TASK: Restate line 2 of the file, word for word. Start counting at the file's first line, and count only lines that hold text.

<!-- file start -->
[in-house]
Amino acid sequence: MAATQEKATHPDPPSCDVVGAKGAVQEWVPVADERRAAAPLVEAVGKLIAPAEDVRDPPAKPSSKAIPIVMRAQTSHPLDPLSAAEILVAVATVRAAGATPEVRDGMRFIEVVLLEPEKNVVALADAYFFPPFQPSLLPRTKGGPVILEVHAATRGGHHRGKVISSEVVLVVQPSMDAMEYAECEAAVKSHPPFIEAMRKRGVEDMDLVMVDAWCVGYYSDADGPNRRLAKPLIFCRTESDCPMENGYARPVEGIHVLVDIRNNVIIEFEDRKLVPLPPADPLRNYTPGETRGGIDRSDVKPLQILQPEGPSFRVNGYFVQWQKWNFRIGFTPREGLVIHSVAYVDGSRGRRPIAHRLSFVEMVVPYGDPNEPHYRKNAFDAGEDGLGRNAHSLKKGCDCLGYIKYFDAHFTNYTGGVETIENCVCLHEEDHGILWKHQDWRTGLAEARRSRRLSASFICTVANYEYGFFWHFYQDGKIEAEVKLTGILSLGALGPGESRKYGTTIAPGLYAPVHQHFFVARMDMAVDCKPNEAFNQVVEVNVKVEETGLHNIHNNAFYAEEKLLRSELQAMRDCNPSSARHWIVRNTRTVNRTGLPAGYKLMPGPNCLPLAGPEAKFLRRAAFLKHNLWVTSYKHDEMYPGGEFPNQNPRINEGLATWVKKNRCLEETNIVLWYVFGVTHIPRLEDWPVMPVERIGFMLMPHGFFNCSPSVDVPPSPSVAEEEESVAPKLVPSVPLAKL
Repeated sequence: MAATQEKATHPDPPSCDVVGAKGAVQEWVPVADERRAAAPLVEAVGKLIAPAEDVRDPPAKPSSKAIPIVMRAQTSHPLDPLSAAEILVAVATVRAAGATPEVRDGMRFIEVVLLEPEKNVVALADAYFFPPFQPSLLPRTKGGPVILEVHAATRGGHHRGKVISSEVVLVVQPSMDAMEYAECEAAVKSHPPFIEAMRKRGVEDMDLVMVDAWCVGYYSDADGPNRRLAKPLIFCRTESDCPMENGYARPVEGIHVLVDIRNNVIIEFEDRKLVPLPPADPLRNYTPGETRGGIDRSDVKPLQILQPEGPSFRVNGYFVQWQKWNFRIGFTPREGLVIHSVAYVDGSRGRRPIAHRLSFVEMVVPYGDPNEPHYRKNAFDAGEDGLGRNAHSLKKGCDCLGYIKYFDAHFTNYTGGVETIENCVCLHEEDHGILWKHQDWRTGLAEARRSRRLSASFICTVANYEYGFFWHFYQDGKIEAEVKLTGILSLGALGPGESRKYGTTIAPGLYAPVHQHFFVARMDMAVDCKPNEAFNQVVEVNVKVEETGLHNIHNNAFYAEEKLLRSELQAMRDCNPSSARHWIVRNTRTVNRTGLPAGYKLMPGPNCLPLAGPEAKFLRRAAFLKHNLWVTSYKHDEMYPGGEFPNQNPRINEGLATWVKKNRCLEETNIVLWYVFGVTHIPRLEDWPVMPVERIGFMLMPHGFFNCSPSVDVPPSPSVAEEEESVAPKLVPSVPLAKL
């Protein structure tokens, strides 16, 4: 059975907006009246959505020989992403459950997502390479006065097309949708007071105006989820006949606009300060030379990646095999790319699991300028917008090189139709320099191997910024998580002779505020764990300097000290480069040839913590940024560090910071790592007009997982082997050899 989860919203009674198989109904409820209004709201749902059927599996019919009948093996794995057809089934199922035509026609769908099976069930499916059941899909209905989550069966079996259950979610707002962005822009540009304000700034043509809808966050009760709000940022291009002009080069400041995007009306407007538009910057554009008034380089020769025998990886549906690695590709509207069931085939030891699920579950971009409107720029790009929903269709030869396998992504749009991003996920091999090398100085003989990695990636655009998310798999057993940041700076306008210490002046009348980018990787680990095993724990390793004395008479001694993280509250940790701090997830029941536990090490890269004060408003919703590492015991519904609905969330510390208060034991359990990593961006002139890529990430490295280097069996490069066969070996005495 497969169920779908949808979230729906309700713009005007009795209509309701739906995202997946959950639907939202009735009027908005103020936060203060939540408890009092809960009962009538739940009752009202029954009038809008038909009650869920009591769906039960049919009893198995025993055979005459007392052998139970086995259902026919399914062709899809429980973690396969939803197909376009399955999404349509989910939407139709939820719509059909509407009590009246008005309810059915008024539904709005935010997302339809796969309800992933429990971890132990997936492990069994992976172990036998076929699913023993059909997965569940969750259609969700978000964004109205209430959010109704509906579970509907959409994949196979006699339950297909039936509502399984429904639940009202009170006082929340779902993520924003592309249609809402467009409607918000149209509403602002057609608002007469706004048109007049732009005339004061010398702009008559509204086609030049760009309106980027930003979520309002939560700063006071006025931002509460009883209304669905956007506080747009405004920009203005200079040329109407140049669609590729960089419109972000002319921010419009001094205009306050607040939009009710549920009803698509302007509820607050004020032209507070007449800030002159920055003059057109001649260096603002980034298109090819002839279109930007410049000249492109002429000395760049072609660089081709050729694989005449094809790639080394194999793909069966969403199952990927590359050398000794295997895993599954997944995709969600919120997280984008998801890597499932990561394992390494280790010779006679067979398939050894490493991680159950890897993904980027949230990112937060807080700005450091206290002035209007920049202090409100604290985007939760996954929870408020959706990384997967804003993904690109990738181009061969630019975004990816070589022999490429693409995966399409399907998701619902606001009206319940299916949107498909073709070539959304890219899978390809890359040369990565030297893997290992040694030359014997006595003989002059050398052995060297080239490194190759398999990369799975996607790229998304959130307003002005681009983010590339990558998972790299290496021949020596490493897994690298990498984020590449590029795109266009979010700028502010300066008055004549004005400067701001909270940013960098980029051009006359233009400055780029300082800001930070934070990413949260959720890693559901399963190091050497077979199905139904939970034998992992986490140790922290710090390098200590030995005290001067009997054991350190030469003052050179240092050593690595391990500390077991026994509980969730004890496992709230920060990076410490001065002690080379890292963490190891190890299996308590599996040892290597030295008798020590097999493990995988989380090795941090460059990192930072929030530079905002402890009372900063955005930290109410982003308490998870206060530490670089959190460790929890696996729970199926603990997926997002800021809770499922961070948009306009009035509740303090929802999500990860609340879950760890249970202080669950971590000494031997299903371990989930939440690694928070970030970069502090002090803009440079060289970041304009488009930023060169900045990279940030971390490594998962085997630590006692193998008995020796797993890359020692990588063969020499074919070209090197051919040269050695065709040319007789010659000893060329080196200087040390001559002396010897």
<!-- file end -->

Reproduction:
Amino acid sequence: MAATQEKATHPDPPSCDVVGAKGAVQEWVPVADERRAAAPLVEAVGKLIAPAEDVRDPPAKPSSKAIPIVMRAQTSHPLDPLSAAEILVAVATVRAAGATPEVRDGMRFIEVVLLEPEKNVVALADAYFFPPFQPSLLPRTKGGPVILEVHAATRGGHHRGKVISSEVVLVVQPSMDAMEYAECEAAVKSHPPFIEAMRKRGVEDMDLVMVDAWCVGYYSDADGPNRRLAKPLIFCRTESDCPMENGYARPVEGIHVLVDIRNNVIIEFEDRKLVPLPPADPLRNYTPGETRGGIDRSDVKPLQILQPEGPSFRVNGYFVQWQKWNFRIGFTPREGLVIHSVAYVDGSRGRRPIAHRLSFVEMVVPYGDPNEPHYRKNAFDAGEDGLGRNAHSLKKGCDCLGYIKYFDAHFTNYTGGVETIENCVCLHEEDHGILWKHQDWRTGLAEARRSRRLSASFICTVANYEYGFFWHFYQDGKIEAEVKLTGILSLGALGPGESRKYGTTIAPGLYAPVHQHFFVARMDMAVDCKPNEAFNQVVEVNVKVEETGLHNIHNNAFYAEEKLLRSELQAMRDCNPSSARHWIVRNTRTVNRTGLPAGYKLMPGPNCLPLAGPEAKFLRRAAFLKHNLWVTSYKHDEMYPGGEFPNQNPRINEGLATWVKKNRCLEETNIVLWYVFGVTHIPRLEDWPVMPVERIGFMLMPHGFFNCSPSVDVPPSPSVAEEEESVAPKLVPSVPLAKL